Objection!

And although the Forest Service says the new rule promotes collaborative, consensus-based public involvement in forest planning, critics say it actually cuts people out. The agency can enact four-year-long "interim amendments" that aren't subject to public comment. When public input is allowed, the agency will no longer consider mass-produced forms of public comment, such as postcards printed by environmental groups.

Perhaps most significantly, the new rule eliminates the public's right to appeal forest plans administratively. This gave individuals and organizations the opportunity to challenge a plan before an agency review board without resorting to lawsuits.

Instead, the agency is proposing a 30-day "pre-decisional objection process" during which individuals and groups can submit written objections to a proposed plan or amendment. "Getting people involved early on generally keeps you from going to court," says Associate Chief Collins. Under the new rule, she says, "You have the same right to appeal - it's just before the decision is made."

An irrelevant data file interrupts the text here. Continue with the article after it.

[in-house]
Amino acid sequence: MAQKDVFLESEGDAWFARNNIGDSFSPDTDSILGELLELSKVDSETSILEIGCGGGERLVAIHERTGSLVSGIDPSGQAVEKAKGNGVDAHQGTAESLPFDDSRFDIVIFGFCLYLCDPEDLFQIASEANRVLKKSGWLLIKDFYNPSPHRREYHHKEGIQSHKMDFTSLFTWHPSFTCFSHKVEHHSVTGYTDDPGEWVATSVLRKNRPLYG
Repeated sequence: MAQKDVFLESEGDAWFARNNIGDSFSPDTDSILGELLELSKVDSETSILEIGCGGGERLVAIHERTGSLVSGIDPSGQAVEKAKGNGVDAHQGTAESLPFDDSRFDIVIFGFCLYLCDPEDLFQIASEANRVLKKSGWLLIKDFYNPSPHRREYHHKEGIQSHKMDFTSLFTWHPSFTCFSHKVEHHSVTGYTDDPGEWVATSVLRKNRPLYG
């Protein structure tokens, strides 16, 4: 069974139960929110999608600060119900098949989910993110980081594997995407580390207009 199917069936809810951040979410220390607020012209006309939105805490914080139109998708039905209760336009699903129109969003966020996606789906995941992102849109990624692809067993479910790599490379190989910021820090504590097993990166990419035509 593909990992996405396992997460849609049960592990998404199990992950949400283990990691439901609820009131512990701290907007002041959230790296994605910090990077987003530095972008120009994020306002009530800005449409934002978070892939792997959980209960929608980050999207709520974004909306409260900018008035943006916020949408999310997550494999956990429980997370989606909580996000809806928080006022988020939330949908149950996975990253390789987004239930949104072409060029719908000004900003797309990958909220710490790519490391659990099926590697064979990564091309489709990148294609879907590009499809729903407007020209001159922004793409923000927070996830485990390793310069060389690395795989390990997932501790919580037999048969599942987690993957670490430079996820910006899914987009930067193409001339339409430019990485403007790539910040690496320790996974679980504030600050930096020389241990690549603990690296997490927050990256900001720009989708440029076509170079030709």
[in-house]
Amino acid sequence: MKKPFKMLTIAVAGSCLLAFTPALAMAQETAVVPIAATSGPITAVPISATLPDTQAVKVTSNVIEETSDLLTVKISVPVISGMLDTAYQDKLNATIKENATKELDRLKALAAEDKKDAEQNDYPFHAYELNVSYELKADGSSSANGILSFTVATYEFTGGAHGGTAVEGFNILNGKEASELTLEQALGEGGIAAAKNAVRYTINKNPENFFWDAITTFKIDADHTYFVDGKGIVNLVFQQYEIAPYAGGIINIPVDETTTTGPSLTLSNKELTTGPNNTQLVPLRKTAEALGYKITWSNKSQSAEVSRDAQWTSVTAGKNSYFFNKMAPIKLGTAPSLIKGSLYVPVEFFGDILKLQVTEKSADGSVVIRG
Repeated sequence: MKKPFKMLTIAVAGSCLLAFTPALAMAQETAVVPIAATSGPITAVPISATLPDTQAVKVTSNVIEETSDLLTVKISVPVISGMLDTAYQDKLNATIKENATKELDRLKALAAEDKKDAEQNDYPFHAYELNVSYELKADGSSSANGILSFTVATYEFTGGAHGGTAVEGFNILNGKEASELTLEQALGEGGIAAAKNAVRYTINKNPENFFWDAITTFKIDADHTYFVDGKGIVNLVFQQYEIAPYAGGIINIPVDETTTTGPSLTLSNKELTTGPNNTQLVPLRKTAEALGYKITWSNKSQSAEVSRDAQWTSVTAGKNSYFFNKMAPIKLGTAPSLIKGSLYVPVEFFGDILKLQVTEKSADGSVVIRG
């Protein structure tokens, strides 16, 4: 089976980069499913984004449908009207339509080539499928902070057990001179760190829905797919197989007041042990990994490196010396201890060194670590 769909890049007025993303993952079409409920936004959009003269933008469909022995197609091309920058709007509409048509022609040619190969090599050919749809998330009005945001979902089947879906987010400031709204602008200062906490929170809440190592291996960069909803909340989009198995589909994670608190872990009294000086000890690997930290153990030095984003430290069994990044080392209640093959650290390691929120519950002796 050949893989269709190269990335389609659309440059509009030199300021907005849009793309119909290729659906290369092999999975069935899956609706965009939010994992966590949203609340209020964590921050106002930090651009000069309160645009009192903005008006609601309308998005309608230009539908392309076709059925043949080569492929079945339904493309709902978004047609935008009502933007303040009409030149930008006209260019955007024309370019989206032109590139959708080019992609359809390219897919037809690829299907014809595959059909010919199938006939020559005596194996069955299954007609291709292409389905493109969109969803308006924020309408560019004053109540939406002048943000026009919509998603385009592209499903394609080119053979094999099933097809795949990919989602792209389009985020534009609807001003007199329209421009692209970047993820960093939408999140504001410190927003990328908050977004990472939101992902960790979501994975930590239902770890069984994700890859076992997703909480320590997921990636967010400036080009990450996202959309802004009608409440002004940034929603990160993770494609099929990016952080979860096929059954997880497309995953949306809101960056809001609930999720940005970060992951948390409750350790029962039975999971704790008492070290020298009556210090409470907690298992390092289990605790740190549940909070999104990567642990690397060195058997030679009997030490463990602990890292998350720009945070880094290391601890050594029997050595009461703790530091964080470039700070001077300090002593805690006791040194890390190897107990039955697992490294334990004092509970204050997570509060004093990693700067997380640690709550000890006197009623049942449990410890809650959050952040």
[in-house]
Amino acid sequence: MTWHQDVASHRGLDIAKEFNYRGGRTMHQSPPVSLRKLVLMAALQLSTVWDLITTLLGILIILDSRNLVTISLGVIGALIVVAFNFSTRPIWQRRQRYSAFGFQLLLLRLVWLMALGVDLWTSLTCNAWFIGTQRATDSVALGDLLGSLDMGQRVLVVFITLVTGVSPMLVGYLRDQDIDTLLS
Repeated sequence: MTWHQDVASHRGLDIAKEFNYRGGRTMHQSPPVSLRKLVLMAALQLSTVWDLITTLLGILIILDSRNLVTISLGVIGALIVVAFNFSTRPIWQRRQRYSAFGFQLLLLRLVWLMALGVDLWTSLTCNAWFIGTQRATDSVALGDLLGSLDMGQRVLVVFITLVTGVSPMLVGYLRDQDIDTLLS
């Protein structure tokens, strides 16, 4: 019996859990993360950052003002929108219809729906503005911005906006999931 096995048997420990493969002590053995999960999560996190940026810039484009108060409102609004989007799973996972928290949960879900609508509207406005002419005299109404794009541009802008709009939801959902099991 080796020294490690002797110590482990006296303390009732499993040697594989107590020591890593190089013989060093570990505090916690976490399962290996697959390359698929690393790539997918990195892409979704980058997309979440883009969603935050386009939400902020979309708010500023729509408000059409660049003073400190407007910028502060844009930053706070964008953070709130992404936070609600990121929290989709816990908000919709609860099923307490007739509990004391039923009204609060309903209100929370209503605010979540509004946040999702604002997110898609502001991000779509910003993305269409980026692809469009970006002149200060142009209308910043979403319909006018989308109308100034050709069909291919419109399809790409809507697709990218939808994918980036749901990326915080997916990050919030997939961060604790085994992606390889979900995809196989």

But by eliminating the opportunity to file an administrative appeal after the final decision is made, the Forest Service could be driving itself into the path of more lawsuits. "By saying you're going to eliminate (administrative) appeals," says Chris Wood, "you're basically saying: 'Go straight to litigation.' "

The public comment on the proposed rule runs through March 6.

The author is an HCN assistant editor.

    You can comment ...The proposed rule can be viewed online at www.fs.fed.us/emc/nfma/. Comments on the rule must be received by March 6, 2003. Send to USDA FS Planning Rule, Content Analysis Team, P.O. Box 8359, Missoula, MT 59807; e-mail to planning_rule@fs.fed.us; or fax to Planning Rule Comments at 406/329-3556.